NEW YORK (AP) -On his climb to 300 wins, Roger Clemens made a point to learn all about baseball's greatest pitchers.
As he joined their ranks, Clemens kept pictures of the old-timers in his locker. He'd reach in to grab his glove, history would stare back. Lefty Grove, Early Wynn, Rube Marquard - they all kept watch.
Clemens clearly knows the game's past, so he's surely aware of this: The mere mention of steroid suspicion can block the door to the Hall of Fame.
Through his lawyer, Clemens has denied using illegal drugs. Some were wondering, though, after his teammate, friend and training partner, Andy Pettitte, admitted trying human growth hormone.
Bob Feller wasn't swayed by anything Clemens had to say.
``You know what I think?'' the renowned right-hander said. ``I think there should be two Hall of Fames. One for drug losers and one for non-drug losers.''
So, would he put Clemens alongside him in Cooperstown?
``I don't think he'd get my vote,'' Feller said by telephone. ``He was a great pitcher, but I don't like liars. I saw the whole press conference, and there should be consequences.''
With fans still buzzing about the Mitchell Report, baseball is sorting out the ramifications.
Almost assuredly, no asterisks will appear in the record book to denote big numbers achieved during the Steroids Era. Mitchell himself has cautioned commissioner Bud Selig about meting out suspensions and penalties.
``It all comes down to the Hall of Fame, really,'' said Dennis Eckersley, a Hall member himself. ``That's what we're talking about. Should a guy be in there?''
Eckersley briefly was Clemens' teammate in Boston and called him ``maybe the greatest pitcher of his generation.'' There are 20 Clemens-related items now housed at the Hall.
``Is he guilty? I don't know. It's like with Barry Bonds or Mark McGwire. Do you believe they did it? It comes down to what you think. Me, I want to wait a while and see what comes out.''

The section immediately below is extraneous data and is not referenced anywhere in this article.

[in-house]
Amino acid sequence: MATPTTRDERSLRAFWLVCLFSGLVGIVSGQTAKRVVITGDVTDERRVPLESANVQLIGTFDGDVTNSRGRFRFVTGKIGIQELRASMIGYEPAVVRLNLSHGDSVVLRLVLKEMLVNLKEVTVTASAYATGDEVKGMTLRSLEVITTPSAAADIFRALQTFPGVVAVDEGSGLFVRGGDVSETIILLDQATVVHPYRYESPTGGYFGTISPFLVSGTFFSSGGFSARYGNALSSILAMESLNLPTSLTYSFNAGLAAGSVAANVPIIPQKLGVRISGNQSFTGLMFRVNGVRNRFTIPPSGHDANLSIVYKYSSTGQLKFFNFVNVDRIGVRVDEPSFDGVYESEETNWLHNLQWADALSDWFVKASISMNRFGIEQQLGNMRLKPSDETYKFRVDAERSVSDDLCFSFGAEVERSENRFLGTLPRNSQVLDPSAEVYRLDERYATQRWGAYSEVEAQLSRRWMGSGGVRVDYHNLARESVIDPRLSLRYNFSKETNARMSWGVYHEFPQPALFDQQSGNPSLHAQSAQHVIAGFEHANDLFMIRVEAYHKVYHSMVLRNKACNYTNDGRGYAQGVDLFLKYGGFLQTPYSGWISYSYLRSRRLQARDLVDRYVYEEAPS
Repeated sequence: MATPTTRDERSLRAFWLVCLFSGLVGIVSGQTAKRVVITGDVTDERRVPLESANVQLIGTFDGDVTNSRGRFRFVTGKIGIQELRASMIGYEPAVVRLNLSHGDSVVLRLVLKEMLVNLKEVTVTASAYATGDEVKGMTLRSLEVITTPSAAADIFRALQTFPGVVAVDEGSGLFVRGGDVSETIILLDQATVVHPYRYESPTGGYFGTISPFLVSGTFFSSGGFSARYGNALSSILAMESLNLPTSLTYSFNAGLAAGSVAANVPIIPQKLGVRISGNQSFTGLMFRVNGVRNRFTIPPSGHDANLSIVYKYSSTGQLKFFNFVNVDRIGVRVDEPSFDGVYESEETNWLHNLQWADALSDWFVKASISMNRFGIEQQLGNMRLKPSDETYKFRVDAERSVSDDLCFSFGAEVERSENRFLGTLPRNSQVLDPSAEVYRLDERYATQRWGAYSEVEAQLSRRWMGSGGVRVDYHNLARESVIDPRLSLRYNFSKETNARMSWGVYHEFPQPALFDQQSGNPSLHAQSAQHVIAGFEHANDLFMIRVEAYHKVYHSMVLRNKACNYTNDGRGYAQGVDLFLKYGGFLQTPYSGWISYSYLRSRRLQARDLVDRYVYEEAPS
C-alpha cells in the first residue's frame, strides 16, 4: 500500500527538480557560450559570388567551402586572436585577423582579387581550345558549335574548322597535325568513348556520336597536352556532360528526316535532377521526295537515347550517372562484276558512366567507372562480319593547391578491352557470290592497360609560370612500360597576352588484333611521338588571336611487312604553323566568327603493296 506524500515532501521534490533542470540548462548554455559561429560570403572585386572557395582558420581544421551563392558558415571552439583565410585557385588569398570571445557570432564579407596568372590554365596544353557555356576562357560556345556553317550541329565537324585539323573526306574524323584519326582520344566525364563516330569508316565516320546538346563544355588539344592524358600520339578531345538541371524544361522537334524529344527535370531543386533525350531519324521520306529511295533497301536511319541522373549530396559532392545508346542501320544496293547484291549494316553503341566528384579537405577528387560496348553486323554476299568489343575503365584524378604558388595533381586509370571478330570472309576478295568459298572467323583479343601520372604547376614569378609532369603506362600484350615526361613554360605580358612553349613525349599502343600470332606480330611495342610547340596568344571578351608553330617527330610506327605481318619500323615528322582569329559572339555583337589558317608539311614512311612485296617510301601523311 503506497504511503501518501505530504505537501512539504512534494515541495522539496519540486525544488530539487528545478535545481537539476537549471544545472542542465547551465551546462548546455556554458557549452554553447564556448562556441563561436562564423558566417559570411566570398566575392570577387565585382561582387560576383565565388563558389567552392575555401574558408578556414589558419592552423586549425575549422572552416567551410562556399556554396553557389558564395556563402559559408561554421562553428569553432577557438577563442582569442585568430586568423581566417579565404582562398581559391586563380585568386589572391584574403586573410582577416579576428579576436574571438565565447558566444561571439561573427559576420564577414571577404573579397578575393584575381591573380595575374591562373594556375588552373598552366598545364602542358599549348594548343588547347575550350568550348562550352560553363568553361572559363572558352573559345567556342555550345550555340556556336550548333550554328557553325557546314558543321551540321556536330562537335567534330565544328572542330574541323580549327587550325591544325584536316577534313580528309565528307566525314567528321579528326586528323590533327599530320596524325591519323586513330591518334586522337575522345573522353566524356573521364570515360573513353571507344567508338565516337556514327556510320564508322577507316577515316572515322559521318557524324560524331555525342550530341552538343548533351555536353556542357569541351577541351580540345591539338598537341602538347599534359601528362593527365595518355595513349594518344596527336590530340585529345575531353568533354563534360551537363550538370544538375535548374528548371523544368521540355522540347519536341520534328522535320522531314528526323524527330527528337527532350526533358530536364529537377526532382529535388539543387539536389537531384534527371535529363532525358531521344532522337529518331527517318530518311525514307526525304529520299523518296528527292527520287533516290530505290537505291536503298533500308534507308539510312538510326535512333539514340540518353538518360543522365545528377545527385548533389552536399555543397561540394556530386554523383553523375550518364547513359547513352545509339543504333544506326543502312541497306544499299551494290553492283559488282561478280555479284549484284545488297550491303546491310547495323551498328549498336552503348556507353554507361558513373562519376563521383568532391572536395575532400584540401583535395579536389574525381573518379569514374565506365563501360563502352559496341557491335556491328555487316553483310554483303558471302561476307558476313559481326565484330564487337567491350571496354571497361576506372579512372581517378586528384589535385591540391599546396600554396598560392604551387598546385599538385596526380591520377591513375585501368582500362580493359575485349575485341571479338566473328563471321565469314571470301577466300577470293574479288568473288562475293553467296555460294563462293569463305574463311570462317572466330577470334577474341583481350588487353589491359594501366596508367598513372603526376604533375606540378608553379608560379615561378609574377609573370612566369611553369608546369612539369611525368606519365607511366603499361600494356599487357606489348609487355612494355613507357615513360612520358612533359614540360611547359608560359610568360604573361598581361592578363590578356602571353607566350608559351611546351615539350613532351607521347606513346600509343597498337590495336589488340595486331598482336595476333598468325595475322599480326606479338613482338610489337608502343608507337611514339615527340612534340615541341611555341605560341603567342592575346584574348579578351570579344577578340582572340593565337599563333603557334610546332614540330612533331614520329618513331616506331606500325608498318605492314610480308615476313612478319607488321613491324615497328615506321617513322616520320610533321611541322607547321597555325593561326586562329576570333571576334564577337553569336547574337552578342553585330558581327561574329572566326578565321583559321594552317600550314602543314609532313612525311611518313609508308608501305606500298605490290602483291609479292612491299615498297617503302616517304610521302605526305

Fact is, most people may not care whether Matt Franco, Fernando Vina and many of the other 85 players implicated in the report used performance-enhancing drugs.
Since the Mitchell Report was released, three players named in the list have publicly admitted they took HGH: Pettitte, F.P. Santangelo and, according to The Washington Post, Gary Bennett. David Justice, who's on the current Hall ballot, and Alex Cabrera said they were innocent.
For Clemens, the Hall vote could be referendum on his legacy, his 354 career wins, his seven Cy Young Awards and his place in history.
Clemens was mentioned 82 times in the report and, through his lawyer, denied all allegations. For years, references about the Rocket often included the phrase ``future Hall of Famer.''
That's definitely in doubt now.
After McGwire's career was complete, a poor performance in front of a Congressional panel asking about steroids cost him.
On his first try at making the Hall, the man who ranked eighth on the all-time home run list with 583 received a scant 23.5 percent of the votes this year in balloting by the Baseball Writers' Association of America. It takes 75 percent for election.
At 45, Clemens has not said whether he'll return next year to pitch for the New York Yankees, Houston or anywhere else. He becomes eligible for the Hall five years after throwing his last pitch.
So, what's the early scouting report on Clemens' chances?
Bodley said.
``Not on the first ballot, not on the 15th. To say there is no proof they did use steroids is just an easy cop-out.''
Other voters want to wait before making up their minds.
``It will be very difficult for him to get in, even though his career stats before alleged use (like Bonds) are worthy of Hall consideration. Can't say whether I will vote for him or not. Five years is a long time for much more information on the Steroids Era to be divulged,'' said Dave van Dyck of the Chicago Tribune.
Added Paul Hagen of the Philadelphia Daily News: ``Instead of judging players on whether or not they used performance-enhancing substances, I think the focus now shifts to measuring their performance within the context of the Steroid Era.''
Come Monday, a copy of the Mitchell Report will be at the Hall of Fame for review by researchers.
Clemens is already well represented at Cooperstown. There are balls, gloves, spikes, a cap, a pitching rubber and dirt from the mound, marking his historic performances. There are no plans to alter how any of them are shown.
``At some point soon, we will address performance enhancers in the musuem, as a whole,'' Hall vice president Jeff Idelson said. ``We need to put that story into context, which is just beginning to take shape.''
``But artifacts from players listed in the report, on display, are simply on display and visitors are allowed to draw their own conclusions about how they feel,'' he said.

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